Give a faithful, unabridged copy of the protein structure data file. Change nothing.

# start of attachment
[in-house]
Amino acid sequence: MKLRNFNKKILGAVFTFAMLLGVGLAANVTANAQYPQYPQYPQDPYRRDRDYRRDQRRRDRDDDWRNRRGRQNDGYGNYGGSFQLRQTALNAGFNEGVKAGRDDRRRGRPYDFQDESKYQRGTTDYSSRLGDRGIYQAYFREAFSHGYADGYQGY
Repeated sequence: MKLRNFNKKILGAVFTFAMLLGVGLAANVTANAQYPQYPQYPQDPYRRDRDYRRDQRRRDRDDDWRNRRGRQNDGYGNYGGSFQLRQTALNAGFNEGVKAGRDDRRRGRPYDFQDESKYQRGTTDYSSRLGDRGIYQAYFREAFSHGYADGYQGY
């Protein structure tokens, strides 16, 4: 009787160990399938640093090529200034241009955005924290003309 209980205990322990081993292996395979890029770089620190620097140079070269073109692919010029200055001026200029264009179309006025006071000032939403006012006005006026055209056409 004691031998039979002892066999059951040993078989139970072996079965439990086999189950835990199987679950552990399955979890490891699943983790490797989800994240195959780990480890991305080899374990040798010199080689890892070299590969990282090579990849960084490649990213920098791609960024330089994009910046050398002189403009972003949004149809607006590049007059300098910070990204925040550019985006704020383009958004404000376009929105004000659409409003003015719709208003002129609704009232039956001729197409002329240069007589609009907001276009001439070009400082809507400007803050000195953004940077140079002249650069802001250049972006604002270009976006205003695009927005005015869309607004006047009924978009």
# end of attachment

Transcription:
[in-house]
Amino acid sequence: MKLRNFNKKILGAVFTFAMLLGVGLAANVTANAQYPQYPQYPQDPYRRDRDYRRDQRRRDRDDDWRNRRGRQNDGYGNYGGSFQLRQTALNAGFNEGVKAGRDDRRRGRPYDFQDESKYQRGTTDYSSRLGDRGIYQAYFREAFSHGYADGYQGY
Repeated sequence: MKLRNFNKKILGAVFTFAMLLGVGLAANVTANAQYPQYPQYPQDPYRRDRDYRRDQRRRDRDDDWRNRRGRQNDGYGNYGGSFQLRQTALNAGFNEGVKAGRDDRRRGRPYDFQDESKYQRGTTDYSSRLGDRGIYQAYFREAFSHGYADGYQGY
């Protein structure tokens, strides 16, 4: 009787160990399938640093090529200034241009955005924290003309 209980205990322990081993292996395979890029770089620190620097140079070269073109692919010029200055001026200029264009179309006025006071000032939403006012006005006026055209056409 004691031998039979002892066999059951040993078989139970072996079965439990086999189950835990199987679950552990399955979890490891699943983790490797989800994240195959780990480890991305080899374990040798010199080689890892070299590969990282090579990849960084490649990213920098791609960024330089994009910046050398002189403009972003949004149809607006590049007059300098910070990204925040550019985006704020383009958004404000376009929105004000659409409003003015719709208003002129609704009232039956001729197409002329240069007589609009907001276009001439070009400082809507400007803050000195953004940077140079002249650069802001250049972006604002270009976006205003695009927005005015869309607004006047009924978009």